We have now gone over all the points made in the argument, and have been struck with the accuracy of the conclusions, to which a laborious investigation conducted the mind of the chancellor. His written opinion exhibits a thorough acquaintance with the facts in all their relations. We think his decree was correct, and that it should be in all things affirmed.
A petition for a re-argument was filed, but not granted.
IN DE X.
ACTION ON THE CASE. 1. In an action on the case for injuries to personal property, it must be proved
that the plaintiff had a legal right or interest in the matter or thing affected by the injury, at the time of such injury. The absolute or general owner having the right of immediate possession, may in general support an action for an injury thereto, though at the time when the injury was committed, the goods were in the actual possession of a servant, carrier, or other bailee ; but if the goods have been let to hire, the action cannot be sustained by the general owner, unless an injury to the reversionary interest is established.
Lacoste v. Pipkin, 589. 2. Jf the owner of slaves hire them to a third person, he cannot sue for an injury
to them, during the time of the hire, unless he prove an injury to his rever-sionary interest. Ib.
AGENCY. 1. In this case the question was, whether a payment made by a debtor of the
commissioners of the sinking fund, when they consisted of the president and cashier of the Planters' Bank at Natchez, and the auditor of public accounts, 10 the cashier of the branch of that bank at Jackson, was a valid payment; and in that was involved the question of the extent of the agency of the cashier of the branch at Jackson to receive the payment; the facts are reviewed and the conclusion reached that the payment was invalid, because the cashier of the branch at Jackson was not authorized to receive it.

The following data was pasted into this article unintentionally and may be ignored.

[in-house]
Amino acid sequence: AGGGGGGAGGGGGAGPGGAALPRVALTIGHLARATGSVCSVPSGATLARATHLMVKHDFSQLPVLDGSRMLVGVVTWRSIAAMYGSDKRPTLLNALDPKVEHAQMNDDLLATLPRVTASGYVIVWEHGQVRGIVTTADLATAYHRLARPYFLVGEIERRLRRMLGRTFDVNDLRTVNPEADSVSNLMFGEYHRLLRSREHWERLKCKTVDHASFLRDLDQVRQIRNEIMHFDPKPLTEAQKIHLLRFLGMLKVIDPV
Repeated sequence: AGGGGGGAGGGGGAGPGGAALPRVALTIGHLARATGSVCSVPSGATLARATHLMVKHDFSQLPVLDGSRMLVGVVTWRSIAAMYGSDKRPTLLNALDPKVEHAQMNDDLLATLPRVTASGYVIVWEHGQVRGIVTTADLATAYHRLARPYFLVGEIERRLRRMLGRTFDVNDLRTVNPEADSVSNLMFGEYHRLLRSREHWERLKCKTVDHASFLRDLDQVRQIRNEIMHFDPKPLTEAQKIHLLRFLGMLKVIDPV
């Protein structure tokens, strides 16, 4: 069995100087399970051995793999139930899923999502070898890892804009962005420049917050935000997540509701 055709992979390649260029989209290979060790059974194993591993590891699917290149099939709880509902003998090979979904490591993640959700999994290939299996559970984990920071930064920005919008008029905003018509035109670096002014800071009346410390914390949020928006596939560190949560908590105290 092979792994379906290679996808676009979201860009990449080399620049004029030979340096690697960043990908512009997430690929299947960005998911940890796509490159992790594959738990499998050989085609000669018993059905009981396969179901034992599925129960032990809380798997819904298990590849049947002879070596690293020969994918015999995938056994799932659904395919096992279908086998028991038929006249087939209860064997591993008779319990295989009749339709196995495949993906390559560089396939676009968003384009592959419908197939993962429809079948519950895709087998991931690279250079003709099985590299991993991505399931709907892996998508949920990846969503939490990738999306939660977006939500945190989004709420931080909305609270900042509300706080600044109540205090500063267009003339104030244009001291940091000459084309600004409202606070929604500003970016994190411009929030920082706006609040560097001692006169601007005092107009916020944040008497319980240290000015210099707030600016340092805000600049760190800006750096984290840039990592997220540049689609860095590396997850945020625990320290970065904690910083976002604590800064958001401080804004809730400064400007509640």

Dean v. Young, 118.
2. It was further held, that the cashier of the branch at Jackson was a competent
witness without a release from the commissioners of the sinking fund, to
fund, and he was therefore testifying against his interest. lb.
the grantor in the deed, or the surety of such agent be subjected to a recov-
faith and with reasonable skill and diligence. Walker v. Brungard, 723.
for collection, instituted proceedings at law by attachment against slaves and
which were formerly in the discretion of the court, are now matters of duty;
time. Shields v. Taylor et al. 127.
not final until the end of the term, until which time they may, on proper
showing, be set aside. Ib.
his behalf, in an action on the same bill in another court; the plaintiff de-
the court refused to set the judgment on the demurrer aside, and the
to the plea, and it was error to refuse it. Ib.
of which the plaintiff replied ; to the replication to one the defendant de-
proceedings thereon, and ordered the plea of non-assumpsit to be substituted
Aldridge v. Grider, 281.
Moore v. State of Mississippi, 259.
writ of error from the circait court can be prosecuted, and if the case comes
missed. Beazley v. Prentiss, 97.
Lewis et al. v.
in filing his record, he cannot afterwards sue out a writ of error; the rule is
Smith v. Union Bank of Tennessee, 240.
value of work and labor done, and materials furnished in the erection of the
setting aside the first verdict. Moody, v. State of Mississippi, 642.
final or interlocutory appealed from; the power of the chancellor to grant the